Patient and Plan Characteristics Affecting Abandonment of Oral Oncolytic Prescriptions

Avalere Health, Health Economics and Outcomes Services, 1350 Connecticut Ave NW, Washington, DC 20036, USA.
The American journal of managed care (Impact Factor: 2.26). 05/2011; 17 Suppl 5 Developing(3S):SP38-44. DOI: 10.1200/JOP.2011.000316
Source: PubMed


To calculate the abandonment rate of oral oncolytic medications and identify factors that may affect likelihood of abandonment.
Cross-sectional cohort study using administrative claims data.
We analyzed a nationally representative pharmacy claims database and identified 10,508 patients with Medicare and commercial insurance for whom oral oncolytic therapy was initiated between 2007 and 2009. We calculated the abandonment rate for the initial claim, in which abandonment was defined as reversal of an adjudicated pharmacy claim without a subsequent paid claim for any oncolytic (oral or intravenous) within the ensuing 90 days. We assessed likelihood of abandonment using bivariate and multivariate logistic regression analyses including patient demographics, plan type, drug type, cost sharing, and concurrent prescription activity.
The abandonment rate of newly initiated oral oncolytics was 10.0%. Unadjusted bivariate analyses found that high cost sharing, increased prescription activity, lower income, and Medicare coverage were associated with a higher abandonment rate (P <.05). In the logistic regression model, claims with cost sharing greater than $500 were 4 times more likely to be abandoned than claims with cost sharing of $100 or less (odds ratio [OR], 4.46; P <.001). Patients with 5 or more prescription claims processed within in the previous month had 50% higher likelihood of abandonment than patients with no other prescription activity (OR, 1.50; P <.001).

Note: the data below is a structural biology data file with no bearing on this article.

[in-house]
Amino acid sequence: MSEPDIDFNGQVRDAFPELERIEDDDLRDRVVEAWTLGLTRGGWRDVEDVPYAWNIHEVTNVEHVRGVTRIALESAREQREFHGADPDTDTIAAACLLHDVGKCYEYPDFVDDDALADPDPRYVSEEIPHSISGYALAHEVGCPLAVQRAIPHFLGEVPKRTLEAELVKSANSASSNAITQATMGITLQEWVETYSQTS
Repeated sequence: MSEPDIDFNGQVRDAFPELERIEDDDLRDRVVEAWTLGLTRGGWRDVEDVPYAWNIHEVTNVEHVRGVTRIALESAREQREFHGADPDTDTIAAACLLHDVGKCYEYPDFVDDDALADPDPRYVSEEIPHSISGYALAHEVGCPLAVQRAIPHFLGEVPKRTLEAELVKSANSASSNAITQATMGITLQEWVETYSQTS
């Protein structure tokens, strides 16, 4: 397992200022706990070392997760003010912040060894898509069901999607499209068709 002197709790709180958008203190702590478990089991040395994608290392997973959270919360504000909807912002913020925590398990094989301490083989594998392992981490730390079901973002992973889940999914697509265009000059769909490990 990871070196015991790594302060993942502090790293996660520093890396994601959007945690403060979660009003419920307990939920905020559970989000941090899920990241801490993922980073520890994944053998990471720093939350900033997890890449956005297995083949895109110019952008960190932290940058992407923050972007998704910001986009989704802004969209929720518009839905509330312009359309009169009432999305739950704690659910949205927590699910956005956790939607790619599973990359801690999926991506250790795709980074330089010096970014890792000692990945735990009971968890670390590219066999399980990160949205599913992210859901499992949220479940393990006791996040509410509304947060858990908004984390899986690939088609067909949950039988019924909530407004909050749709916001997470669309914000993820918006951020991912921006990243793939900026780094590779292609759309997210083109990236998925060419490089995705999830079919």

Abandonment of newly prescribed oral oncolytic therapy is not uncommon, and the likelihood increases for patients enrolled in plans with pharmacy benefit designs that require high cost sharing. Increased concurrent prescription activity was also associated with a higher abandonment rate. These factors should be taken into account when considering likely adherence to cancer therapy.

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    • "Wroth and Pathman (2006) United States 3,926 Patients Nov 2002 to Jul 2003 NA 0–365 Pharmacist [27] Gleason et al. (2009) United States 10,104 Patients Jul 2006 to Dec 2008 90 90 [24] Fincham and Wertheimer (1986) United States 32 Patients 4-mo period 0 14 [30] McCaffrey et al. (1995) United States 522 Pharmacies 8 wk 0 7 [29] McCaffrey et al. (1998) United States 128 Pharmacies 12 wk 0 30 [53] Menckeberg et al. (2008) The Netherlands 667 Patients 6 y 730 180 [54] Skutnik and Katsanis (1997) Quebec 254 Prescriptions 4-wk period 0 14 [37] Streeter et al. (2011) United States 10,508 Patients May 2007 to Jun 2009 120 90 Combined [20] Berger et al. (2009) United States 2,023 Patients Jan 2002 to Dec 2006 180 30 [21] Cheetham et al. (2013) United States 19,826 Patients Dec 2009 to May 2010 365 90 [22] Derose et al. (2013) United States 2,606 Patients Apr 2010 to Jun 2010 365 7–60 [48] Ekedahl and Mansson (2004) Sweden 91,704 Prescriptions Mar 2000 to Sep 2000 0 120–210 [25] Fischer et al. (2010) United States 75,589 Patients Apr 2004 to Mar 2005 180–365 0–365 [60] Fischer et al. (2011) United States 280,081 Patients Jul 2007 to Dec 2009 180 180 continued on next page V A L U E I N H E A L T H ] ( 2 0 1 5 ) ] ] ] – ] ] ] "
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